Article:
This recipe first appeared in the April/May 1985 Monitor, and included this introduction to the recipe and the person who submitted it: Mary Heaven is one of the leaders of the NFB of Kentucky. Since we are holding the national convention in Louisville this summer, her recipe seems particularly appropriate. She writes: "Dear Monitor readers: Here is a recipe to start you thinking about your trip to the Derby City for our national convention this year. The recipe has many variations in name and content and is often served at festivities during derby week."

1 cup chocolate chips
3 eggs slightly beaten
1 cup sugar
1/2 cup butter or margarine (melted)
1/2 cup flour
1 cup walnuts coarsely broken
1 tablespoon vanilla
9" unbaked pie shell

Method: Mix flour and sugar; add eggs and butter; fold in nuts, chocolate chips, and vanilla; pour into shell and bake at 350 degrees for thirty minutes. Best served warm with whipped cream.

Strawberry Rhubarb Pie
by Betty Bowman

This recipe appeared in the May 1990 Monitor in a collection of strawberry-themed recipes. Betty had this to say about her recipe: While we were collecting these recipes, I promised several people that a strawberry rhubarb pie would be included. Someone even promised to send me a favorite recipe for one, but, of course, I have forgotten who that kind soul was, and no recipe appeared. I do not make this pie because my husband does not care for rhubarb, but I love it. This is my mother's version, and I can attest to its excellence. As a child I considered that the risk of encountering snakes was well worth the anxiety when strawberry rhubarb pie was the reward.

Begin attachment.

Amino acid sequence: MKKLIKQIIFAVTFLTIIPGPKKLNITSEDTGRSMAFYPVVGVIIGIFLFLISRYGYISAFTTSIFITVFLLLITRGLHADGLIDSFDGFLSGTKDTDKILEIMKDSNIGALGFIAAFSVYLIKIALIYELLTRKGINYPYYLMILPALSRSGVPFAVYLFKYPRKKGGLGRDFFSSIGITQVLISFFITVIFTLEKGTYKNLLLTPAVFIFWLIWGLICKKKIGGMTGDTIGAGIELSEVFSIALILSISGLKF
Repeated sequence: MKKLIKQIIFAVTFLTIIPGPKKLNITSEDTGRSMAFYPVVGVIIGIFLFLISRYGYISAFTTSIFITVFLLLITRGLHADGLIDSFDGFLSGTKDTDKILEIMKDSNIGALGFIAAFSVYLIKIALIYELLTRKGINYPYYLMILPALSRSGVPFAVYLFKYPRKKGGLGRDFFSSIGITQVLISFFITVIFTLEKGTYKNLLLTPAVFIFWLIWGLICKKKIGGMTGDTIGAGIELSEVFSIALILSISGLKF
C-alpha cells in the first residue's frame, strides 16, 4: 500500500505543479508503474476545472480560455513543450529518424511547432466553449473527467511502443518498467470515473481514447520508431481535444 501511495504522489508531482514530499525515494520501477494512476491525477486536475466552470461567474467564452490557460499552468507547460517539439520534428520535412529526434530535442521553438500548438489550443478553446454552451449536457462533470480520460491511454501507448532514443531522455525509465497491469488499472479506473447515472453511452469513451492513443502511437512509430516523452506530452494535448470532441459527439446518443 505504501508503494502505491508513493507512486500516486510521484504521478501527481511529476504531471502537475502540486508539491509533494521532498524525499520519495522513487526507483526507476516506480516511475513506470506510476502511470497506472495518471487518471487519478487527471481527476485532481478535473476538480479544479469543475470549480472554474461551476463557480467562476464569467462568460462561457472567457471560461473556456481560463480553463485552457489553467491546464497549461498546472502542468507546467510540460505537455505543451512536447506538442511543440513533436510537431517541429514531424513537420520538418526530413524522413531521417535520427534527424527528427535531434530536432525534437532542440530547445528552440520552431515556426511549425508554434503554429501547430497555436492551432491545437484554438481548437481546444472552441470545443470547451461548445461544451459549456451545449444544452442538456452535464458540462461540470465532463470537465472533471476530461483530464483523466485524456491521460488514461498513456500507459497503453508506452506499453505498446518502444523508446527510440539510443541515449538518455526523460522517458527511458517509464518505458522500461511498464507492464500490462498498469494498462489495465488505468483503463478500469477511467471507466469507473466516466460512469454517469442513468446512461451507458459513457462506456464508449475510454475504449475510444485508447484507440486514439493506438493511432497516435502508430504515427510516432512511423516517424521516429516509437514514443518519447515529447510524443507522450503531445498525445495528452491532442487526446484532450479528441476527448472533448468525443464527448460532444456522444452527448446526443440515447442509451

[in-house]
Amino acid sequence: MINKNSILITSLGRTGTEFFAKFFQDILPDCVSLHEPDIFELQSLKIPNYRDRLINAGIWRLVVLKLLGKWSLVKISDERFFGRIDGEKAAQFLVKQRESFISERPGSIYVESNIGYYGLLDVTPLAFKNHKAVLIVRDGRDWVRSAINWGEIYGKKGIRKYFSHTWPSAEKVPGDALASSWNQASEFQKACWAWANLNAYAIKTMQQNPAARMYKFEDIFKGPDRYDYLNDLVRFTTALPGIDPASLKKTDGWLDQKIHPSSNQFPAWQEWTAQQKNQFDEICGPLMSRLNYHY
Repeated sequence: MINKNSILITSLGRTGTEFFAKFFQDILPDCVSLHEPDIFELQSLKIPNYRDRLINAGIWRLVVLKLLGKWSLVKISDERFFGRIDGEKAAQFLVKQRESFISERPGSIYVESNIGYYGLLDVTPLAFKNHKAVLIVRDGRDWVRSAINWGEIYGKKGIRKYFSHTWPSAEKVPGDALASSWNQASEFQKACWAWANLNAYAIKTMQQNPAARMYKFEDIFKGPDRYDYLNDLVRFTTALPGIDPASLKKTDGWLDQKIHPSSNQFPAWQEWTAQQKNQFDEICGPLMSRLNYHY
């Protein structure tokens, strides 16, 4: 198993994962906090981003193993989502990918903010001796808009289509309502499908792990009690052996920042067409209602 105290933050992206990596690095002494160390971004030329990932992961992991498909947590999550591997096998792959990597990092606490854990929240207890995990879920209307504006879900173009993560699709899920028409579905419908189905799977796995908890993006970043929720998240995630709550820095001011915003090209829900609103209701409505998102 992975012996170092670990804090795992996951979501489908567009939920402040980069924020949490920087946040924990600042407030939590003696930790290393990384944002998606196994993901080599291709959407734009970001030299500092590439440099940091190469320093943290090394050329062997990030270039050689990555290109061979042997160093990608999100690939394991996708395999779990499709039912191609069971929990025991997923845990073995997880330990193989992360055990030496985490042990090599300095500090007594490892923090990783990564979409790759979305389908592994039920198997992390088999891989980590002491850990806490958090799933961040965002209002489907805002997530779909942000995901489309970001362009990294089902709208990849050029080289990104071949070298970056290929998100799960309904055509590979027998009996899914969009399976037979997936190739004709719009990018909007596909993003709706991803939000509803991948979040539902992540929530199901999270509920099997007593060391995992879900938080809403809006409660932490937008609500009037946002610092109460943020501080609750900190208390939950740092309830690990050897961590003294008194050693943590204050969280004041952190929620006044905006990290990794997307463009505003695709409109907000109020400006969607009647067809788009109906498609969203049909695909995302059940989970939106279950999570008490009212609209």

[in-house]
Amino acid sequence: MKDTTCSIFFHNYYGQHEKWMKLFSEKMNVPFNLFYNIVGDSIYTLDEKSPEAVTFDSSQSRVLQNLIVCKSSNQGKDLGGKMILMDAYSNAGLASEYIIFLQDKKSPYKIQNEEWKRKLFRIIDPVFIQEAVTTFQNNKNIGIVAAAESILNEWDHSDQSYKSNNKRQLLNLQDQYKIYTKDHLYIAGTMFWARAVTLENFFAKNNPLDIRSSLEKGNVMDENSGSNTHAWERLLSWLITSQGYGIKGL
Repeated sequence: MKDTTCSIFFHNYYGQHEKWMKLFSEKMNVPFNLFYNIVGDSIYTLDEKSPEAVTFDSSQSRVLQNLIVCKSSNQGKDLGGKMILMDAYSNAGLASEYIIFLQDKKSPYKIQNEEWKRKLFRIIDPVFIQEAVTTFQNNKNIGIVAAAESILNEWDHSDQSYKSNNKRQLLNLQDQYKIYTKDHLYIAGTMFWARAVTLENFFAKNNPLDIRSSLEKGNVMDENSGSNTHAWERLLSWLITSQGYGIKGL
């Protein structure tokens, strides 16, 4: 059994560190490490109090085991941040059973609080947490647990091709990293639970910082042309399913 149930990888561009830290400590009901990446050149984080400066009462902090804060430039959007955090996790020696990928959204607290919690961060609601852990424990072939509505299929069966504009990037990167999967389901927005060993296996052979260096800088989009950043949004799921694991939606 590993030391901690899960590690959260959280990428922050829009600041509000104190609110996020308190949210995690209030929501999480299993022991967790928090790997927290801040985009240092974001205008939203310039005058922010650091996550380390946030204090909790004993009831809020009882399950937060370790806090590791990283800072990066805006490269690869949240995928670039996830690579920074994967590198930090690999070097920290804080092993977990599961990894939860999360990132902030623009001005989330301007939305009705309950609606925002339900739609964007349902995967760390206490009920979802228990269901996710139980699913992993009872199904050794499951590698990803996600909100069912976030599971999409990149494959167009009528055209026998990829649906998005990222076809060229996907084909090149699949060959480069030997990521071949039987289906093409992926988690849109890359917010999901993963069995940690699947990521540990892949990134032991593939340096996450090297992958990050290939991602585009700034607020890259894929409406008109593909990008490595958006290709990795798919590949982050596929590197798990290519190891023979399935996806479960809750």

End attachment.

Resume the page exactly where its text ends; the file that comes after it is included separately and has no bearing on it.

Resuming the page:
pastry for a 9-inch double crust pie
2 cups of washed, hulled, and sliced strawberries
2 cups of sliced rhubarb stalks
1-1/3 cups sugar
6 tablespoons flour
1/2 teaspoon grated orange peel
1/8 teaspoon cinnamon
1-1/3 tablespoons butter or margarine

Method: In a large bowl combine sugar, flour, cinnamon, and orange peel. Stir well to spread the flour through the sugar. Add the fruit and stir to coat rhubarb and strawberries with the dry ingredients. Line a 9-inch pie plate with rolled pastry and fill with the fruit. Dot the top with butter or margarine. Then roll the top crust and slash the center several times so that the steam can escape. Carefully lay the crust across the top of the pie and seal the edges. Bake for forty to fifty minutes at 425 degrees.